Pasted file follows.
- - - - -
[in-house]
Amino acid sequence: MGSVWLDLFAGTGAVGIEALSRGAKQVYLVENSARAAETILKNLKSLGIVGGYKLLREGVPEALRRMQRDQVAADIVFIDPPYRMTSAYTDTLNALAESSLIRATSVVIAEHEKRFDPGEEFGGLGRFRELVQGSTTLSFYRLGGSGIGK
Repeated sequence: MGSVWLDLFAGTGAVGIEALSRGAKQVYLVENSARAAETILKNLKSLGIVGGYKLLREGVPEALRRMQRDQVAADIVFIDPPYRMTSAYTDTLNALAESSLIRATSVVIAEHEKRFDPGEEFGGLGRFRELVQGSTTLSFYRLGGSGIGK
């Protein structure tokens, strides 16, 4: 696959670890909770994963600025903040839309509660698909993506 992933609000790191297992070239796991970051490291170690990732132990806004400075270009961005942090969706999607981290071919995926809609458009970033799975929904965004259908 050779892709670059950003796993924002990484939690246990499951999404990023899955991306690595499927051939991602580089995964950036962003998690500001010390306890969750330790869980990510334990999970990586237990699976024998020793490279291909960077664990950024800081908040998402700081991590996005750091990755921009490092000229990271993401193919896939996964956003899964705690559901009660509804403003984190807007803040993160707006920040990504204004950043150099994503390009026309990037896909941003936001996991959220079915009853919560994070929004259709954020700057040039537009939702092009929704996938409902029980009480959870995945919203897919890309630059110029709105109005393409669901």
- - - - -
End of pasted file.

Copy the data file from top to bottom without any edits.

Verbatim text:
[in-house]
Amino acid sequence: MGSVWLDLFAGTGAVGIEALSRGAKQVYLVENSARAAETILKNLKSLGIVGGYKLLREGVPEALRRMQRDQVAADIVFIDPPYRMTSAYTDTLNALAESSLIRATSVVIAEHEKRFDPGEEFGGLGRFRELVQGSTTLSFYRLGGSGIGK
Repeated sequence: MGSVWLDLFAGTGAVGIEALSRGAKQVYLVENSARAAETILKNLKSLGIVGGYKLLREGVPEALRRMQRDQVAADIVFIDPPYRMTSAYTDTLNALAESSLIRATSVVIAEHEKRFDPGEEFGGLGRFRELVQGSTTLSFYRLGGSGIGK
């Protein structure tokens, strides 16, 4: 696959670890909770994963600025903040839309509660698909993506 992933609000790191297992070239796991970051490291170690990732132990806004400075270009961005942090969706999607981290071919995926809609458009970033799975929904965004259908 050779892709670059950003796993924002990484939690246990499951999404990023899955991306690595499927051939991602580089995964950036962003998690500001010390306890969750330790869980990510334990999970990586237990699976024998020793490279291909960077664990950024800081908040998402700081991590996005750091990755921009490092000229990271993401193919896939996964956003899964705690559901009660509804403003984190807007803040993160707006920040990504204004950043150099994503390009026309990037896909941003936001996991959220079915009853919560994070929004259709954020700057040039537009939702092009929704996938409902029980009480959870995945919203897919890309630059110029709105109005393409669901």